I found a narrow gap in the barriers and slipped through onto the home straight. You can do these things when a racecourse is empty (when its full, it’s Suffragettes stuff). I was surprised at how solid the dirt felt underfoot. It was compacted and tight, rock solid, like a wet beach. Staring up the stretch I thought about all the horses that had charged over the spot I stood on - 77 winners of the Santa Anita Handicap, 77 winners of the Santa Anita Derby, and so many American champions from Seabiscuit to Round Table to Affirmed and Lava Man. Every racecourse can boast these things, but for a foreign racing fan on new, hallowed turf (or dirt, in this case), it’s a precious recollection.

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Tactically, the track is far, far different to Randwick or Rosehill. In 1948, Shannon was plunged into a whole new game in California. Santa Anita, like Hollywood Park (visited yesterday) is a tight, oval track. The bend into the straight is much more of a squeeze than he would have been used to. Poring through Shannon’s charts in an American diner a few hours later (it had to be done, a burger in a diner), I noticed that he ran wide on many of his runs. He just couldn’t lean into the turn the way his stablemates could. It didn’t help that he was overraced to an inch of his sanity... more of that, however, in spring 2013.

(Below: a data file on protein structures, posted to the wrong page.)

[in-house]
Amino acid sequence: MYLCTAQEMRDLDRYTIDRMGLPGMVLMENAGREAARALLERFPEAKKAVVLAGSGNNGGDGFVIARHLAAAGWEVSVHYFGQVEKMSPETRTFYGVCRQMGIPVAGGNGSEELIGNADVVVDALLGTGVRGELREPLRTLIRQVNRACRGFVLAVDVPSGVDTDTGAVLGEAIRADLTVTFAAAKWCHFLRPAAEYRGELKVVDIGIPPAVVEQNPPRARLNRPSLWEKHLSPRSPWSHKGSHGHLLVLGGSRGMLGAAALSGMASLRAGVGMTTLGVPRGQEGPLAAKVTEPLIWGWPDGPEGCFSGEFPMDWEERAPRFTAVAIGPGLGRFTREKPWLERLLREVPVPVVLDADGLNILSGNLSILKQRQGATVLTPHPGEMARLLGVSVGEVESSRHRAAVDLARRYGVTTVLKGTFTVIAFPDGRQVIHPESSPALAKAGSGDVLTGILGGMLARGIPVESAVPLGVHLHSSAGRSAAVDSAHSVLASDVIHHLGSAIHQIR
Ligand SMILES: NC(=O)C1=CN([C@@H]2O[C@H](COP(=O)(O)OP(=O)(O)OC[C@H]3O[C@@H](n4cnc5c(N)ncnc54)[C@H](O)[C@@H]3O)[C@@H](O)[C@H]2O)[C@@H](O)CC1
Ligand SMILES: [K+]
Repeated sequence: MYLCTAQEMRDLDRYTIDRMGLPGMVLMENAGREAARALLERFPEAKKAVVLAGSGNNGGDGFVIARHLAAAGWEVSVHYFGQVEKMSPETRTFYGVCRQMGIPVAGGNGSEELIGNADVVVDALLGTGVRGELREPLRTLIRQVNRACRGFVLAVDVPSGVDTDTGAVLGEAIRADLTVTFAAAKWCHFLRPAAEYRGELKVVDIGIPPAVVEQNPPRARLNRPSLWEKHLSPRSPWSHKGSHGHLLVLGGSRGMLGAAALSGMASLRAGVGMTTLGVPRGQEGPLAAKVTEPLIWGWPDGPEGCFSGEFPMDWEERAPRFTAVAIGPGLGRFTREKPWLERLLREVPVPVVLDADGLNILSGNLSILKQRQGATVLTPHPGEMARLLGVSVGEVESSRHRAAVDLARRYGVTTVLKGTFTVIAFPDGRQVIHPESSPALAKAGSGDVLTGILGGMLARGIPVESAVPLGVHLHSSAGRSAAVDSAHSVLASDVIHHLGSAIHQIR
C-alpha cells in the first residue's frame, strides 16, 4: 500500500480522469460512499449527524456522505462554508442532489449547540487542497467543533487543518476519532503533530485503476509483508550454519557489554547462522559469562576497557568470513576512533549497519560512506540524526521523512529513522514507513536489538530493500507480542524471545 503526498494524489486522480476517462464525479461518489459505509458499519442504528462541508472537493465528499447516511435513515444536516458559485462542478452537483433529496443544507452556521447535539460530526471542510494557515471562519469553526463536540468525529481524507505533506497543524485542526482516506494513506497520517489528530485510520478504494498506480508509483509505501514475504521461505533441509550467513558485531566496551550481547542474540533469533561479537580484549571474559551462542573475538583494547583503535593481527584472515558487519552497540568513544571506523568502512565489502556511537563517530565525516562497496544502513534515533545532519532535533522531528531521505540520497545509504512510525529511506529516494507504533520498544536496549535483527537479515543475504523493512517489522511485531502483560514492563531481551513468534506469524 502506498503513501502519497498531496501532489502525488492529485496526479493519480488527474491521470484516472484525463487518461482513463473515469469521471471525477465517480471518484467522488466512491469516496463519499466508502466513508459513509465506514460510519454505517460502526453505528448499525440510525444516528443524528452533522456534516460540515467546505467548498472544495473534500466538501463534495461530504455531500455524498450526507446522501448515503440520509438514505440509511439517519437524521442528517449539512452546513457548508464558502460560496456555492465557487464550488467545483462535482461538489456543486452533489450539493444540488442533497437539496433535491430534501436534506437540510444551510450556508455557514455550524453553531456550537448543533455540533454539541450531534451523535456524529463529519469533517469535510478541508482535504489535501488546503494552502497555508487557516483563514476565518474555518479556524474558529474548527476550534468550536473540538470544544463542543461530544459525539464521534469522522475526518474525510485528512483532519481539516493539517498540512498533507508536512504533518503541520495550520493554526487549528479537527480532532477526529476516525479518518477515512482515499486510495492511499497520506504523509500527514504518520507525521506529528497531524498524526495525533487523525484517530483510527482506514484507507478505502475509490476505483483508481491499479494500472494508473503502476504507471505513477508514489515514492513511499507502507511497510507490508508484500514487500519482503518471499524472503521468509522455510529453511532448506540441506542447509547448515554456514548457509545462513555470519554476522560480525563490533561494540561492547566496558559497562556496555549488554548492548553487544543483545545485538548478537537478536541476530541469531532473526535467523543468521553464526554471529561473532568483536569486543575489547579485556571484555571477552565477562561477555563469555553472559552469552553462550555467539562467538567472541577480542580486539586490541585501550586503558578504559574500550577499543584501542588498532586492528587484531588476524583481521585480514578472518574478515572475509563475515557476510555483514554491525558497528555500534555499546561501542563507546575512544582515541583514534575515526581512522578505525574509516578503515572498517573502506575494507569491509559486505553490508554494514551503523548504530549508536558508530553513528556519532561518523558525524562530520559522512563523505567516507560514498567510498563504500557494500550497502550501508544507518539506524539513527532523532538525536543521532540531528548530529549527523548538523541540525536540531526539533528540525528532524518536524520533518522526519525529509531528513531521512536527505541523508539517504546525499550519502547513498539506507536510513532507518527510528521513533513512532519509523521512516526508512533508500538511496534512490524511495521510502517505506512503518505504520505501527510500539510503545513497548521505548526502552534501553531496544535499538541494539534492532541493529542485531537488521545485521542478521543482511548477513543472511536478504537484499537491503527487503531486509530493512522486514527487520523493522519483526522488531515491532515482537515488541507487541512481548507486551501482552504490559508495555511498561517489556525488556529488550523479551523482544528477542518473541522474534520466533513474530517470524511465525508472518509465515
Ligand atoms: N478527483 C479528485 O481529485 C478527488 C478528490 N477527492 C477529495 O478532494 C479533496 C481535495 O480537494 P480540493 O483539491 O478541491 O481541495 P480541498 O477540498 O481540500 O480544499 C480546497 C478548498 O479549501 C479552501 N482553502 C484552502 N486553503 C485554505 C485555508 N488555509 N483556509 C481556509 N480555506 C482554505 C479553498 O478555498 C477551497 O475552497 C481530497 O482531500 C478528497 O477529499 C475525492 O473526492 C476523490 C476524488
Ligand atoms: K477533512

I wasn’t sure what to expect of California’s racecourses. I’ve seen only two, but both have been magnificent (exclude the unsightly casino strapped to Hollywood Park’s flanks). There is age, still, in the grandstands of both courses, in their white picket fences and exquisite little parade rings, their plant pots and tributes to champions. There is a suggestion, still, of times past, in the architecture and layouts. I don’t sense this at Sydney courses anymore.

Maybe it’s just me, landing my time machine on the home straight of Santa Anita and stepping out in 1948. Maybe I’m seeing the past because that’s why I’m here. But as I drove away from Santa Anita this afternoon, sending myself and the poor rental car back into the maniacal arteries of Los Angeles, I realised I had fallen in love a little bit, with a racecourse and its history, and the Australian horse that had pelted around it in 1948.